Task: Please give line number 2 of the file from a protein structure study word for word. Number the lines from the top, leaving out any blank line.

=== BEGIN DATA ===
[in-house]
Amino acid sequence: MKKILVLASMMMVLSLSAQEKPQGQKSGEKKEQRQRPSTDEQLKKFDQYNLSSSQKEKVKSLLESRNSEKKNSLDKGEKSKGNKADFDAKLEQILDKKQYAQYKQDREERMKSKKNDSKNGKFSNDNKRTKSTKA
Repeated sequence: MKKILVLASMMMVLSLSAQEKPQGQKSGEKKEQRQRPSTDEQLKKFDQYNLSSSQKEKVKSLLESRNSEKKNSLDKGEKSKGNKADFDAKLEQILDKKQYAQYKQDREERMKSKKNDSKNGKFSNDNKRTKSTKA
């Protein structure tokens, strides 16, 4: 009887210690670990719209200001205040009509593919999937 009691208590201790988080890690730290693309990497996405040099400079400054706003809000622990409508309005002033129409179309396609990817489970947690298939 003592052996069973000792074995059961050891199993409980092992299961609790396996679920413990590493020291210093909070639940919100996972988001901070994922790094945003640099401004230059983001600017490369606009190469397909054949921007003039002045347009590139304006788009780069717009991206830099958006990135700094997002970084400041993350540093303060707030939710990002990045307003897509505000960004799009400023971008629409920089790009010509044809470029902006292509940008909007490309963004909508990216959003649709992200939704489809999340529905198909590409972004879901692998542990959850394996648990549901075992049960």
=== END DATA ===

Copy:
Amino acid sequence: MKKILVLASMMMVLSLSAQEKPQGQKSGEKKEQRQRPSTDEQLKKFDQYNLSSSQKEKVKSLLESRNSEKKNSLDKGEKSKGNKADFDAKLEQILDKKQYAQYKQDREERMKSKKNDSKNGKFSNDNKRTKSTKA